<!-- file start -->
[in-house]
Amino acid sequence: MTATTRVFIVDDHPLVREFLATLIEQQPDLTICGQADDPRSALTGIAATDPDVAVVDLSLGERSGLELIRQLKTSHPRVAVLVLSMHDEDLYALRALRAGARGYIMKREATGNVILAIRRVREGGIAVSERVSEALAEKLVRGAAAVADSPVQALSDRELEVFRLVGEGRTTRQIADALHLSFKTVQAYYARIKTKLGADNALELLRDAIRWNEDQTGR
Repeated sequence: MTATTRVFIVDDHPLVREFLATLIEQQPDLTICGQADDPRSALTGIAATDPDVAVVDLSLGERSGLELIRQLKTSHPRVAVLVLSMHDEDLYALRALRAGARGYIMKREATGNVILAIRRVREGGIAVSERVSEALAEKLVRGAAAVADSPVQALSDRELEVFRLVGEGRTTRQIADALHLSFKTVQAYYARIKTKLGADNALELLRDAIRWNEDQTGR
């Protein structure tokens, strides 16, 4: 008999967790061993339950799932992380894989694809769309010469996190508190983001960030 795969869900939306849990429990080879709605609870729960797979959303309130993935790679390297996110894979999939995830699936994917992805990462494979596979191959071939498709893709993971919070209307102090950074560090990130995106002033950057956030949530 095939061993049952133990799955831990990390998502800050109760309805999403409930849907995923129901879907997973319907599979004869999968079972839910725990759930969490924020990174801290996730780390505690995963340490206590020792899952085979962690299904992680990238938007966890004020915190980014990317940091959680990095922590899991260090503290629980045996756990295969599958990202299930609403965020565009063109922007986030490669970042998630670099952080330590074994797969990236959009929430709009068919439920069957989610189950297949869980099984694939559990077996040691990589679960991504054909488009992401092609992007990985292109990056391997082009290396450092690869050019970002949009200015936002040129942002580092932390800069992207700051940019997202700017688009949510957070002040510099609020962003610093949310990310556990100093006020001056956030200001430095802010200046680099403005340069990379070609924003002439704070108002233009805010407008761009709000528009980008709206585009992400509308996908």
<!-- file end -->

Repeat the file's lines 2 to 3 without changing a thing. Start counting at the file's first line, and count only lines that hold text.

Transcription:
Amino acid sequence: MTATTRVFIVDDHPLVREFLATLIEQQPDLTICGQADDPRSALTGIAATDPDVAVVDLSLGERSGLELIRQLKTSHPRVAVLVLSMHDEDLYALRALRAGARGYIMKREATGNVILAIRRVREGGIAVSERVSEALAEKLVRGAAAVADSPVQALSDRELEVFRLVGEGRTTRQIADALHLSFKTVQAYYARIKTKLGADNALELLRDAIRWNEDQTGR
Repeated sequence: MTATTRVFIVDDHPLVREFLATLIEQQPDLTICGQADDPRSALTGIAATDPDVAVVDLSLGERSGLELIRQLKTSHPRVAVLVLSMHDEDLYALRALRAGARGYIMKREATGNVILAIRRVREGGIAVSERVSEALAEKLVRGAAAVADSPVQALSDRELEVFRLVGEGRTTRQIADALHLSFKTVQAYYARIKTKLGADNALELLRDAIRWNEDQTGR